Skyroam Coupon Code - TRAVELSPIRIT

Skyroam Coupon Code - TRAVELSPIRIT
The easiest way to stay online while Traveling

Saturday, January 1, 2011

Legend of the Seeker - Filmed in NZ

The story takes place in the world author Terry Goodkind created in his The Sword of Truth fantasy novel series. The three main provinces are Westland, the Midlands and D'Hara. Westland is separated from the Midlands by a magical boundary, which was created to prevent any magic from entering Westland. On the other side of the Midlands is D'Hara, which is ruled by Darken Rahl. An ancient order of women known as Confessors oversee the welfare of the people of the Midlands.

The first season is loosely based on the first book of The Sword of Truth series Wizard's First Rule. Some of the stories feature events and characters not encountered in the books, while others loosely adapt events from the book. The story begins after the invasion of Darken Rahl's army into the Midlands. Kahlan Amnell (Bridget Regan), a Confessor, ventures into Westland in search of a wizard and the Seeker, who has been prophesied to defeat Rahl. Kahlan finds the wizard, Zeddicus Zu'l Zorander (Bruce Spence), and the Seeker, Richard Cypher (Craig Horner), who is forced to accept his destiny. Together, they set off on a journey to seek out Darken Rahl and his minions. They soon discover that in the process of defeating Darken Rahl, they unintentionally helped the Keeper of the underworld create tears between the veil of the underworld and the world of the living. Richard's quest in the second season is to find the 'Stone of Tears' to seal the rifts between the worlds and defeat the Keeper.* Wikipedia *

With show's production based in New Zealand and a writing staff based in Los Angeles, one of the biggest challenges has been dealing with the time differences and the communication issues.[15] Kenneth Biller noted that the biggest challenges the writing staff faced were to create standalone episodes while integrating the storylines and mythology created by Terry Goodkind, and to "honor the books without literally translating them".[15]

Wednesday, December 29, 2010

Hindu prayer and wish to universal love peace, prosperity and harmony for everyone irrespective of religion and location

This video is a hindu prayer and wish to universal love, peace, prosperity and harmony for everyone irrespective of religion and location.

Tuesday, December 28, 2010

Vasilopita - Greek New Year's Cake

Vasilopita – Greek New Year’s Cake
Serves 15-20 people.

4 cups flour, sifted
6 teaspoons baking powder
1 teaspoon salt
1 cup butter
2 cups sugar
4 eggs
1 1/2 cups milk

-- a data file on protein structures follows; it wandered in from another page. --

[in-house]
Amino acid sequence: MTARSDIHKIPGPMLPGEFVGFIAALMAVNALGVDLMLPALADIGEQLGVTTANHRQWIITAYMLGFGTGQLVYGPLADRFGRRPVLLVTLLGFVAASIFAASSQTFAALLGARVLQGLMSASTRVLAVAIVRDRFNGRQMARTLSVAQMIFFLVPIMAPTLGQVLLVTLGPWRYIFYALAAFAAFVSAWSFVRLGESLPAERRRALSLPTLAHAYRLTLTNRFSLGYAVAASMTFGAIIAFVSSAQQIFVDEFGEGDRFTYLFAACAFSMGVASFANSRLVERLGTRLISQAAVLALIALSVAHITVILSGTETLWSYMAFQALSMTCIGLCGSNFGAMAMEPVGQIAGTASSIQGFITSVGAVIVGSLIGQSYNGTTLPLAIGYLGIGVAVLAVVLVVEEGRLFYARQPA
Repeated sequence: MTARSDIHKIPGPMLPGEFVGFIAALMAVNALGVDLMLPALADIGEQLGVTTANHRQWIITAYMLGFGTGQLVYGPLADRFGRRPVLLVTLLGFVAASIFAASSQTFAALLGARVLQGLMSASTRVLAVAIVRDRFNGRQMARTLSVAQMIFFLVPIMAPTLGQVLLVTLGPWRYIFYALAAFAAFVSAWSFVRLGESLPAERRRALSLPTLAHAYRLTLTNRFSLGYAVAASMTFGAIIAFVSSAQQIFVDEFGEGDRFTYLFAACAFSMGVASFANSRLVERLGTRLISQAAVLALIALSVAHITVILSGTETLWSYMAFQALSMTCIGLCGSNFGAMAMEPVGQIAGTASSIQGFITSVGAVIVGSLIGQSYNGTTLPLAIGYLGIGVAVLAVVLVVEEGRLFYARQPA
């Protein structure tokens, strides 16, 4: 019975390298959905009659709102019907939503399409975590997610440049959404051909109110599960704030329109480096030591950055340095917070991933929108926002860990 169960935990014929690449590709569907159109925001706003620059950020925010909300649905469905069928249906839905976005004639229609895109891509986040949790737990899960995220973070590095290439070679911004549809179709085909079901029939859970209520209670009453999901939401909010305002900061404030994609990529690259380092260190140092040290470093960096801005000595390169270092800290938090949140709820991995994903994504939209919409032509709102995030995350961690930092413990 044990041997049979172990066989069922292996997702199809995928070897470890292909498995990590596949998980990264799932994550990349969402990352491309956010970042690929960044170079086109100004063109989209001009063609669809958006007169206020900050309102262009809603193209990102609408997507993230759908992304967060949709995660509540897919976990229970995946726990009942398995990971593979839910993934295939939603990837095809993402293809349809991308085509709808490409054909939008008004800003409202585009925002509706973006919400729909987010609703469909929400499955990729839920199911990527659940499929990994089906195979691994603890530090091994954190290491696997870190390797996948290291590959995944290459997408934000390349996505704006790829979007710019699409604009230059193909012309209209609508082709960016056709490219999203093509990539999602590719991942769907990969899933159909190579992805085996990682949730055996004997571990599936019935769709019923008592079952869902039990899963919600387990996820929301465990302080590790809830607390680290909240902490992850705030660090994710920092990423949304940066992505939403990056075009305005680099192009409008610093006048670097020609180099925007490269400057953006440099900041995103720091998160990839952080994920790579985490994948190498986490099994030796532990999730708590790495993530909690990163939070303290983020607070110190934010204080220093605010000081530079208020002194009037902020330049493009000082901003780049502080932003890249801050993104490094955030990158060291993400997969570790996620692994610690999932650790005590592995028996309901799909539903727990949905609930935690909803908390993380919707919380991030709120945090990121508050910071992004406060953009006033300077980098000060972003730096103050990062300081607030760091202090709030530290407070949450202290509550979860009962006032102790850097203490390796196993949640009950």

Grated lemon rind from 1 lemon
Confectioners Sugar
Silver or gold coin (soak in water and soap to clean. $1 coins are fun!)

Preheat oven to 350 degrees. Sift flour, baking powder and salt. Cream butter, add sugar gradually; beat together until mixture is light and fluffy. Add eggs, one at a time, beating well after each addition. Beat in alternately until just smooht, flour mixture and milk. Add grated lemon rind from one whole lemon (2-3 teaspoons).
Grease a 12-inch round baking pan and line bottom with parchment paper. You can use a rectangle if you don’t have the large round pan. Put batter into the prepared pan. Drop in a silver or gold coin and bake at 350 degrees for about 40 minutes or until toothpick comes out clean. Cool in the pan. Then, sift confectioner’s sugar over the top. Cut out of pan to serve.


The word calanda stems from the Latin calenda, which translates as "the beginning of the month." It is believed that the history of caroling goes deep into the past and connects with ancient Greece. In fact, they have even found carols written in those distant past days which are similar to the ones sung today. In ancient times the word for carols was Eiresioni , and children of that era held an effigy of a ship which depicted the arrival of the god Dionysos. Other times they held an olive or laurel branch decorated with red and white threads, on which they would tie the offerings of the homeowners.
This Eiresioni song from the Homeric period can still be heard today - with small changes - in the carols of Thrace:

In this house we came of the rich-landlord
May its doors open for the wealth to roll in
The wealth and happiness and desired peace should enter
And may its clay jugs fill with honey, wine and oil
And the kneading tub with rising dough

Arvanitaki - Exe Geia